A service from the early soaplands (see: sōpurando, The Anime Companion [vol.1] p.125), back when they were still called torukoburo (Turkish bath house), as a cheap, and legal, option for those who did not want to spend money required for honban. The original form was a bath followed by a massage and masturbation done by the girl. Since the 1970s it has become a major service in the fasshon herusu (fashion health) trade as well as other businesses in the sex industry.
In Wicked City Giuseppi Mayart, a very energetic old man who has just arrived in Tōkyō (The Anime Companion 2 p.104), wants to visit a fashion massage, soapland, hostess club, or a kyaba kura (cabaret club).
Constantine, Peter. Japan's Sex Trade p.46, 61.

FATHER HUNTING see: oyaji-gari (old man hunting)

FEAST DAY see: ennichi (The Anime Companion [vol.1] p.28)

FEAST OF LANTERNS see: bon (The Anime Companion [vol.1] p.12)

February 26, 1936 (The Anime Companion [vol.1] p.29)
Japan: An Illustrated Encyclopedia p.359

FEE MONEY see: kenrikin (key money)

FELLATIO, IMMEDIATE see: sokushaku (immediate fellatio)

FEMALE DEMON MASK see: han'nya


FEMME see: neko (queer slang)

FENGSHUI see: kasō (The Anime Companion [vol.1] p.64)

FERA see: ferachio (fellatio)

ferachio (fellatio) フェラチオ
Sometimes abbreviated as fera or ofera and also known as lip-service, skin-lip service (with a condom), kokku sakkingu (cocksucking), deepu suroto (deep throat), or, as a popular euphemism, shakuhachi (The Anime Companion [vol.1] p.116), shaku for short. This is one of the special services provided by some fūzoku (sex industry) businesses, especially at pinku saron (pink salon), soaplands (sōpurando; The Anime Companion [vol.1] p.125) and fasshon herusu (fashion health). If there is no shower or bath oshibori (small damp towel) will be used for cleaning. Some sex workers may even use condiments such as ketchup or teriyaki sauce as a flavorful lubricant.
We see that the fūzokujo (sex industry worker) Moko in My Fair Masseuse begins her customer service with fellatio.
Constantine, Peter, Japan's Sex Trade p.72
De Mente, Boye Lafayette, Sex and the Japanese p.130
Sinclair, Joan, Pink Box p.188

FERRIES see: renraku-sen (The Anime Companion [vol.1] p.106)

FESTIVAL OF THE ROOSTER see: tori no ichi (The Anime Companion 2 p.106)

FESTIVALS see: matsuri to nenchū gyōji (The Anime Companion [vol.1] p.81)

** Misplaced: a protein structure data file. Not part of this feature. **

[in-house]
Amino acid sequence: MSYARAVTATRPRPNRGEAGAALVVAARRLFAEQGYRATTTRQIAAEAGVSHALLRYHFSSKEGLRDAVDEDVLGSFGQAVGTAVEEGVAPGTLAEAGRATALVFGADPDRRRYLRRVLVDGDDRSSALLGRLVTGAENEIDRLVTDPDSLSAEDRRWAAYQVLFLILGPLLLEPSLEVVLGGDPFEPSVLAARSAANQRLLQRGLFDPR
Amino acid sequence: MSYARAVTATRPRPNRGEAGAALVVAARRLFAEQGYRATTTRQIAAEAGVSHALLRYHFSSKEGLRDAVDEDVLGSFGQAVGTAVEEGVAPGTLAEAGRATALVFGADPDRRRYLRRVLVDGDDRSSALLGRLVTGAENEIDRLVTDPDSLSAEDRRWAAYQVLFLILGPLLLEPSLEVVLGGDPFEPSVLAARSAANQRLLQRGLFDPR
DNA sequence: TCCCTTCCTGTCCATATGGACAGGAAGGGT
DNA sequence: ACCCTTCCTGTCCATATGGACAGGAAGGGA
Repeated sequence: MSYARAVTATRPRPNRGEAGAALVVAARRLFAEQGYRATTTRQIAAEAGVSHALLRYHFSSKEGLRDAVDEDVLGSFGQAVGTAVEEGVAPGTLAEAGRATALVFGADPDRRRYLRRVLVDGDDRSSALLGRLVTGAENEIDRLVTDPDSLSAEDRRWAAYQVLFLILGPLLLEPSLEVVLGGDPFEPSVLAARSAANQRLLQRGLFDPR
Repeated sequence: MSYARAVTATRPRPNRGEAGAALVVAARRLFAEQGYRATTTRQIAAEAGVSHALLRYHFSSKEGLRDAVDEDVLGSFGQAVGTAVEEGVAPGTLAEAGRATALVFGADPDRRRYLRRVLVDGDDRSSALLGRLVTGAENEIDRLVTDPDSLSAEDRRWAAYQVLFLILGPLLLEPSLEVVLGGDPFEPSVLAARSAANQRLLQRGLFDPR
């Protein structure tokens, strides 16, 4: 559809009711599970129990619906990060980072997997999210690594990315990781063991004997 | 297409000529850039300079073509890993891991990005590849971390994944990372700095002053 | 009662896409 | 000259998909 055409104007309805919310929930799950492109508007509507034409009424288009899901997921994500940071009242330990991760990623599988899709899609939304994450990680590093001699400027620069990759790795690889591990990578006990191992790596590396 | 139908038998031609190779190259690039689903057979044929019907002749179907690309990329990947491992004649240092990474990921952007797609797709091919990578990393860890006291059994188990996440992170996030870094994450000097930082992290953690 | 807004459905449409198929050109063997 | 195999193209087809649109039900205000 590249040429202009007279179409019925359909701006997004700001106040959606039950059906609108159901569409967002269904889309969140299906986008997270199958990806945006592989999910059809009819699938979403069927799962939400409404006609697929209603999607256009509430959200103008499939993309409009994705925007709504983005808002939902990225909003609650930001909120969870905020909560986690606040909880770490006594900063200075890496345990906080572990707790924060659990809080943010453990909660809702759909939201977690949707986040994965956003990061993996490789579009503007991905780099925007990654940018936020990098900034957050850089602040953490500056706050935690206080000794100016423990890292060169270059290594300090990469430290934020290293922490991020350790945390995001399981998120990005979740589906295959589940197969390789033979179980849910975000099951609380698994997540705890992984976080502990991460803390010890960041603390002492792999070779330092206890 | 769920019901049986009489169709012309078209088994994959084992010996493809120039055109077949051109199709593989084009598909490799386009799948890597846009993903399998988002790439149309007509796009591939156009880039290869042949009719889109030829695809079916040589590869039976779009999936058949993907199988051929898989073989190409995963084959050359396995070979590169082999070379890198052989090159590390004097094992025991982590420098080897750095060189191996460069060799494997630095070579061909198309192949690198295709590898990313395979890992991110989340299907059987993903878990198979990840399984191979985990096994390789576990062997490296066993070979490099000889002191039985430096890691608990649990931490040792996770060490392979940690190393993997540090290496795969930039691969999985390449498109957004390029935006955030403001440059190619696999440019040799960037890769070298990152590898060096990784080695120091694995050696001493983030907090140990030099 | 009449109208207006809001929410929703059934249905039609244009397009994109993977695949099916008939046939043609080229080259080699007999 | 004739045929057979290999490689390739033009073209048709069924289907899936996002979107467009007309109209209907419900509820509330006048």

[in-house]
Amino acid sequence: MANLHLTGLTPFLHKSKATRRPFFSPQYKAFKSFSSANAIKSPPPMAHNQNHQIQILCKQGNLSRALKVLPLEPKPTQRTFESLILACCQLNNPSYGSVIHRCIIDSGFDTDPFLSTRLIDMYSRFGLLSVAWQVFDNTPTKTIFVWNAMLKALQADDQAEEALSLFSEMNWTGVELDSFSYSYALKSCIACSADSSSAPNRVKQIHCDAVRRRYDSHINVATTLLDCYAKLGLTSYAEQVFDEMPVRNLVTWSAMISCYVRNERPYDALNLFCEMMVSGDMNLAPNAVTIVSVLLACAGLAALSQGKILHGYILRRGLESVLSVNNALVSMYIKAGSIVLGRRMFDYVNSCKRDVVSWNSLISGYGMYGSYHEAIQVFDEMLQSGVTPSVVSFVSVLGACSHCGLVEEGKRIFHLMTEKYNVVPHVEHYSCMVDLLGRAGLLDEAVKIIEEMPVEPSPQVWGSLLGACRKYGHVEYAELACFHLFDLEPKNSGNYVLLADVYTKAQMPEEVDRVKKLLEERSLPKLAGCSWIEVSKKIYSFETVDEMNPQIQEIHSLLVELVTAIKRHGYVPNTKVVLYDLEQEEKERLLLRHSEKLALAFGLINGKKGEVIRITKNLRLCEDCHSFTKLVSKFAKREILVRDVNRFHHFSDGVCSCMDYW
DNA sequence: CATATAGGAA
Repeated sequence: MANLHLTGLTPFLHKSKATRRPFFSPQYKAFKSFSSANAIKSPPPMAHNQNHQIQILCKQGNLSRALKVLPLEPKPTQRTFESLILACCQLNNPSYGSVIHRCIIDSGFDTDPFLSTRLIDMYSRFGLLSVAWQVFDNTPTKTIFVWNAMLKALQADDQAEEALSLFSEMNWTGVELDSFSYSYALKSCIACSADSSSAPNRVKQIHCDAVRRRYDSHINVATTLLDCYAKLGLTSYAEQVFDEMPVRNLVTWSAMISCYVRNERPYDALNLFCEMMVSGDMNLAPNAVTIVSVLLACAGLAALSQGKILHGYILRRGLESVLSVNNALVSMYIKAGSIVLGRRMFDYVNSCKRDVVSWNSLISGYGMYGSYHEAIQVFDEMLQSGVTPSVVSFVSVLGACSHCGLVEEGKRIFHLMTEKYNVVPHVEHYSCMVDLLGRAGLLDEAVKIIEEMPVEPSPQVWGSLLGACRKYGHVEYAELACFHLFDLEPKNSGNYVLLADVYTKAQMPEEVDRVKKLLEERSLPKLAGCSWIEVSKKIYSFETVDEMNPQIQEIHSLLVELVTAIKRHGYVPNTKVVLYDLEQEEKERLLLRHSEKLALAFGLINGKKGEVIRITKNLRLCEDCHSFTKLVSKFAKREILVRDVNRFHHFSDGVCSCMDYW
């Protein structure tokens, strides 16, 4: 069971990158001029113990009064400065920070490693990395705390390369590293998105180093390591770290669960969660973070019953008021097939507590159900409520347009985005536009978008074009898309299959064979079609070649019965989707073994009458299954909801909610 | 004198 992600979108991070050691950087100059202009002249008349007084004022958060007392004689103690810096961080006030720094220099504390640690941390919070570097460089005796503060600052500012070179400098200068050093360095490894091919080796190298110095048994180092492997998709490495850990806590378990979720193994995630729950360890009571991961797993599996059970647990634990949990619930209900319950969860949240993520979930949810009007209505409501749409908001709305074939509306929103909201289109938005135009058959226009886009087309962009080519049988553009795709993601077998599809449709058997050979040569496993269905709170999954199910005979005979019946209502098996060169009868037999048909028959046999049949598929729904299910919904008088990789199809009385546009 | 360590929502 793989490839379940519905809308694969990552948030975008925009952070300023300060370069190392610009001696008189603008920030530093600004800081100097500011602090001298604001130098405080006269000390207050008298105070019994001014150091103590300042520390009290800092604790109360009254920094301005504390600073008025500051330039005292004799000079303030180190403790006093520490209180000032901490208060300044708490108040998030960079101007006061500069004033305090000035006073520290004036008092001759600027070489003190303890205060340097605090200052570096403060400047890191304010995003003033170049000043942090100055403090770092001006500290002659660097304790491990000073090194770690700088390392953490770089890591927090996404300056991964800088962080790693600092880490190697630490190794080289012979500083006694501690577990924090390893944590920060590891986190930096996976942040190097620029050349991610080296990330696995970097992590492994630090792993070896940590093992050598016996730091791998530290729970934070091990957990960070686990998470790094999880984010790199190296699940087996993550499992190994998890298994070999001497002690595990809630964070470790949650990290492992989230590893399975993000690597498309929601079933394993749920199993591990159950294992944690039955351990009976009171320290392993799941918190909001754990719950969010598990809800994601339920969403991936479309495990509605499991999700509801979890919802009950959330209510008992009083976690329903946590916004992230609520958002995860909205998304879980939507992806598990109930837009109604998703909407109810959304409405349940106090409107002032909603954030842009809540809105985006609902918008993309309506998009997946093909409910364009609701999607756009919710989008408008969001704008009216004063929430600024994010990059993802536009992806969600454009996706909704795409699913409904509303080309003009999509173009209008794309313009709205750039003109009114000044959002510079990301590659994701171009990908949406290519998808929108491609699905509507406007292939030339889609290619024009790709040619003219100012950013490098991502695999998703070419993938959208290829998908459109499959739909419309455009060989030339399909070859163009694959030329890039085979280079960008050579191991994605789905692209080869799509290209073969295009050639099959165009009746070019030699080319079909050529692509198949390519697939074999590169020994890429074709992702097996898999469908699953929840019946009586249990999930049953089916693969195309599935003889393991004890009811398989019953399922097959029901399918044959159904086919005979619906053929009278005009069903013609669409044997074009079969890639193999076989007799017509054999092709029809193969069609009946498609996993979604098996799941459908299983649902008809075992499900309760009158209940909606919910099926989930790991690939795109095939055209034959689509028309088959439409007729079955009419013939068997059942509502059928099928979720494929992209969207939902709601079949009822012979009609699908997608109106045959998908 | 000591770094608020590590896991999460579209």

FIELD TRIPS see: shūgaku ryokō (The Anime Companion [vol.1] p.124)

FINANCE ADMINISTRATOR, COMMISSIONER OR MAGISTRATE see: kanjō bugyō (commissioner of finance)

FIRE see: okuribi (The Anime Companion [vol.1] p.100)

FIRE ALARM BELL see: hanshō (fire alarm bell)

fire as a weapon (sidebar) (The Anime Companion 2 p.9)
Turnbull, Stephen. Samurai Warfare p.29-30, 149

FIRE BRIGADE STANDARD see: matoi (The Anime Companion [vol.1] p.81)

FIRE BUCKETS ON THE STREET see: tensui-oke (rainwater buckets)

FIRE LOOKOUT TOWERS see: hinomi (fire lookout towers)

FIRE PIT see: irori (The Anime Companion [vol.1] p.50)

FIRE PROTECTION HOOD see: bōkū-zukin bōkū-zukin (anti-air raid hood)

FIRE TO WELCOME THE SPIRITS OF THE DEAD see mukaebi (welcoming fire)

FIREARMS see: teppō (The Anime Companion [vol.1] p.135)

FIREARMS COMMISSIONER see: Teppō Bugyō (Commissioner of Firearms)

firecrackers in the sky (The Anime Companion [vol.1] p.29)
Vardaman, James M. and Michiko Sakaki Vardaman Japan From A to Z p.42

FIREFLIES see: hotaru (The Anime Companion [vol.1] p.47)

FIREWORKS see: hanabi (The Anime Companion [vol.1] p.39)

FIRST DREAM OF THE YEAR see: hatsuyume (first dream of the year)


FIRST WORSHIP see: hatsumōde (The Anime Companion [vol.1] p.42)

FISCAL-JUDICIAL COMMISSIONER see: kanjō bugyō (commissioner of finance)

FISH CAKES see: tai-yaki (The Anime Companion [vol.1] p.130)

FISH FILLET ON A STICK see: kabayaki (charcoal broiled fish)

FISH, CHARCOAL BROILED see: kabayaki (charcoal broiled fish)

FISH ORNAMENTS ON ROOFS see: shachihoko (The Anime Companion [vol.1] p.116)

FISH PASTE CAKE see: hanpen (The Anime Companion 2 p.26)

FISH PASTE SWIRL see: naruto (The Anime Companion [vol.1] p.91)

FISH, RAW see: sashimi (The Anime Companion 2 p.79)

FISH SAUSAGE see: chikuwa (The Anime Companion 2 p.12)

FISH, SARDINES, SMALL DRIED see: niboshi (small dried fish)

FISH STOCK see: dashi (The Anime Companion 2 p.15)

FISH SHAPED PERCUSSION INSTRUMENTS see: mokugyo (The Anime Companion [vol.1] p.87)

FISHERMAN’S BANNER 'GREAT CATCH' FLAG see: tairyō-bata (large haul flag)